Know When To Cut

So, as promised, a quick recap of my attendance of the event Dana Gioia, Chairman of the National Endowment for the Arts, spoke at last evening. It was a big affair. The line to get in stretched around the block and limos bearing consuls from about six countries pulled up as we were all filing it.

I was sort of disappointed because I thought he was going to speak about the NEA. However, he said he had spoken about it at two other gatherings already and didn’t feel like doing so again. Apparently I was not important enough to be invited to those meetings!

Actually, he didn’t speak until about an hour into the meeting. There were a lot of speeches whose whole point seemed to be the gratuitous mentioning of names over and over again to applaud and thank. Then there were exhibitions of performing talent to show the diversity of the arts in the state that ranged from the stinky to the sublime. It has been a long time since an NEA chair has been to the state so I understand why people wanted to show off as much as possible.

Mr Gioia was as good as speaker as I had hoped a poet would be. He spoke about the value of the arts, but didn’t harp on it too much and actually spent much of the night reciting his own poetry, most of which was pretty good. The anecdotes and commentary surrounding them really made his presentation.

The one thing I really noted was a poem he said he originally wrote at the request of National Public Radio on the turning of the new year. It was originally 36 lines long. However, after he had recited it, he decided it needed some trimming so he removed two lines, then another two, another two, and more and more by twos (except he skipped 14 lines and went right to 12 according to his story.)

Ultimately, it ended up being 8 lines long and no longer about the new year at all, but rather about what goes on inside oneself.

This was the real gem that I took away from the night. When we learn about creating art, be it written, performed, composed, painted, etc, we are often told never to become so invested and married to something that you are afraid to cut away extraneous bits or make changes. The best sculptors often talk about freeing the shape within the material rather than imposing their vision upon it. The best writers are not afraid to edit. Actors are taught to react to whatever changes in energy and situation might be occurring on stage rather than delivering the performance that got the biggest applause last week.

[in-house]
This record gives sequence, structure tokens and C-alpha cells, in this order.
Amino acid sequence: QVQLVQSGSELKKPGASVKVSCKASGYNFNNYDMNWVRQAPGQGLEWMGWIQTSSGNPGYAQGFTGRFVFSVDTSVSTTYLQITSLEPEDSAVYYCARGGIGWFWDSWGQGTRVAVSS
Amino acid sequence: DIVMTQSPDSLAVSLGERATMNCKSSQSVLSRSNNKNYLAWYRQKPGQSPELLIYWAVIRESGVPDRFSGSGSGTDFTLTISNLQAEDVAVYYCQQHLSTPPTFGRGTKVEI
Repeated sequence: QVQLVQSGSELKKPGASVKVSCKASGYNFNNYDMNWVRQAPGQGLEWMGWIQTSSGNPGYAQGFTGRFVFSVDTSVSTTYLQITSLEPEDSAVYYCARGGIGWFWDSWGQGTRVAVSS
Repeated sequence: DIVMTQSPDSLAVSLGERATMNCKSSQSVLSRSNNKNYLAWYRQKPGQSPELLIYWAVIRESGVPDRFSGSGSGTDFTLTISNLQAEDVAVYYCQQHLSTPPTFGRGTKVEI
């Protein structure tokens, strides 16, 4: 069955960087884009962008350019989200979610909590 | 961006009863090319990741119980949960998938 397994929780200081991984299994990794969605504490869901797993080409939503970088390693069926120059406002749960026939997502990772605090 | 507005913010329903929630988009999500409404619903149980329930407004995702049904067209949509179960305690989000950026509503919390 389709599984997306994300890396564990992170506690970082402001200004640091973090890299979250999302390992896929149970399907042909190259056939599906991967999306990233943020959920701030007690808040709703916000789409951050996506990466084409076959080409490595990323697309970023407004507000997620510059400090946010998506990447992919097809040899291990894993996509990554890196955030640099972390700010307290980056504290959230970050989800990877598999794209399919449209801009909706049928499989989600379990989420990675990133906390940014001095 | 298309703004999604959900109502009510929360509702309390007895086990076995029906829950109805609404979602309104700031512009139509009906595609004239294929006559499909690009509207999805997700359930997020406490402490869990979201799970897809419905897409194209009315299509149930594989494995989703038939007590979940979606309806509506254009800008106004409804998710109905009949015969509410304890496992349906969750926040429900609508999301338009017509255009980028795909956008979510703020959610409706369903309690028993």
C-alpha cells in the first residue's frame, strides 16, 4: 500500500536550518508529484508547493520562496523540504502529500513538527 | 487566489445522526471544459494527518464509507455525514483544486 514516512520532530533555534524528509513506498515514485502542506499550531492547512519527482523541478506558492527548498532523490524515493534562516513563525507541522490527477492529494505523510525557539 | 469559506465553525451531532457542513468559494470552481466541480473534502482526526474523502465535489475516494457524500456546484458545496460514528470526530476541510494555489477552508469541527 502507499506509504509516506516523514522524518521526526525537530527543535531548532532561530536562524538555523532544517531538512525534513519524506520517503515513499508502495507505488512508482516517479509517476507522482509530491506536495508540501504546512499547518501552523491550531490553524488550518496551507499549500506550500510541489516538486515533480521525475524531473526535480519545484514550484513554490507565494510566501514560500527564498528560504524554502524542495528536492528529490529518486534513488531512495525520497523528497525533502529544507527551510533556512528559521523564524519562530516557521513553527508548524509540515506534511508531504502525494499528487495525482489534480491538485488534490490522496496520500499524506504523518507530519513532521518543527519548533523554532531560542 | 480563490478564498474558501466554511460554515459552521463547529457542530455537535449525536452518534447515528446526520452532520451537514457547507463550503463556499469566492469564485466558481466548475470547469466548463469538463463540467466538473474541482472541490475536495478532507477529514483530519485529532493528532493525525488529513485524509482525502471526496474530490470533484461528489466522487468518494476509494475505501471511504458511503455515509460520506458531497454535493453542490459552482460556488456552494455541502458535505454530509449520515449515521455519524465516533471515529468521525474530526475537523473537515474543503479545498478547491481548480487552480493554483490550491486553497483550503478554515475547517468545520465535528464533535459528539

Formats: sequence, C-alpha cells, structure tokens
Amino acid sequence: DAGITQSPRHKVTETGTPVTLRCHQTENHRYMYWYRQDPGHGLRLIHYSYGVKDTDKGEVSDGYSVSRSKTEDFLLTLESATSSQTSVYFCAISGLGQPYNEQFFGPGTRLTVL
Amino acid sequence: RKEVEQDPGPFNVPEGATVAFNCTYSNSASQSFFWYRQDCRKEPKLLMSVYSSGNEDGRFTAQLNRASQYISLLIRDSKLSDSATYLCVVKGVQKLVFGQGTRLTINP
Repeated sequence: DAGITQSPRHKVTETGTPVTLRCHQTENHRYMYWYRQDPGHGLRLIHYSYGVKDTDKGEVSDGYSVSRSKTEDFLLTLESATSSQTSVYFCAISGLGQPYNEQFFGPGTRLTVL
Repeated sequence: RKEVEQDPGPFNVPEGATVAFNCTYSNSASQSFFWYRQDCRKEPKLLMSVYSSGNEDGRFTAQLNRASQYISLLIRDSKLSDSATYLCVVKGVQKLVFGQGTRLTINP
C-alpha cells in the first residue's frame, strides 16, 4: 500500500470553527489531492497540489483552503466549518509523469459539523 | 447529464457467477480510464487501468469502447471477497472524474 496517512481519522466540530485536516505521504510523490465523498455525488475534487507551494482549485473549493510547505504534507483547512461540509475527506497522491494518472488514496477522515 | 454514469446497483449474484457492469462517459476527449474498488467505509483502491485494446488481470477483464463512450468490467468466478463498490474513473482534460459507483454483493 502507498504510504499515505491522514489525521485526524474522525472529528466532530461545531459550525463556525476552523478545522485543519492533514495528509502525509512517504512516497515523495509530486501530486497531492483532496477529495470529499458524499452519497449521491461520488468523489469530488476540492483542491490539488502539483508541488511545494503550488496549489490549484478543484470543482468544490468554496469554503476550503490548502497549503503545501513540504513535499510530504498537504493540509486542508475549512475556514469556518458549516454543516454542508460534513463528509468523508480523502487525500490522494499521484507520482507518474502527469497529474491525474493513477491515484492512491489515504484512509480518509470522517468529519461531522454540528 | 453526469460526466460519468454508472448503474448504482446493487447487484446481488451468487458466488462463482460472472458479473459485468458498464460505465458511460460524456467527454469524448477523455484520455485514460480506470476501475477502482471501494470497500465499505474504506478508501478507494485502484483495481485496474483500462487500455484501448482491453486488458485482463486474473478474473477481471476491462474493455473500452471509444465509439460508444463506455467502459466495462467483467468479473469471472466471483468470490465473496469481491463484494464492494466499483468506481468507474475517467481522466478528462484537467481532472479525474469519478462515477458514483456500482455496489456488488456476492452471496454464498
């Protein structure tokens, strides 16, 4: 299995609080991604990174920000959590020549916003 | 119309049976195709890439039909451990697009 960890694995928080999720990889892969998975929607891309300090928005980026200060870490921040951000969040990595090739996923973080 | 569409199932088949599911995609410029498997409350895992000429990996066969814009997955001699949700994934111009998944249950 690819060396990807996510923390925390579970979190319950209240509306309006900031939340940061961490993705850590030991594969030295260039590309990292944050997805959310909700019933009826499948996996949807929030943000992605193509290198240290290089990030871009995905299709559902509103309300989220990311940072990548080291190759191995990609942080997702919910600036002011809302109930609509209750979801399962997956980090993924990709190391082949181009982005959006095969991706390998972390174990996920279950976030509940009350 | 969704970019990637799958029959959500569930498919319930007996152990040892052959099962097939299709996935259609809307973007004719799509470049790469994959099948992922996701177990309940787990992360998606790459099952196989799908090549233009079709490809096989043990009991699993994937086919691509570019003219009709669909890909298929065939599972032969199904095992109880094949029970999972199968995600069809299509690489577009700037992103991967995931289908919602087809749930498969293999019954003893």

Of course, it rarely happens that way. Taking the leap of faith to discard or change is easy to talk about, but hard to do. I have a lot of respect for Mr. Gioia for having the confidence in his talent to be able to do that.

About Joe Patti

I have been writing Butts in the Seats (BitS) on topics of arts and cultural administration since 2004 (yikes!). Given the ever evolving concerns facing the sector, I have yet to exhaust the available subject matter. In addition to BitS, I am a founding contributor to the ArtsHacker ( website where I focus on topics related to boards, law, governance, policy and practice.

I am also an evangelist for the effort to Build Public Will For Arts and Culture being helmed by Arts Midwest and the Metropolitan Group. (

My most recent role was as Executive Director of the Grand Opera House in Macon, GA.

Among the things I am most proud are having produced an opera in the Hawaiian language and a dance drama about Hawaii's snow goddess Poli'ahu while working as a Theater Manager in Hawaii. Though there are many more highlights than there is space here to list.


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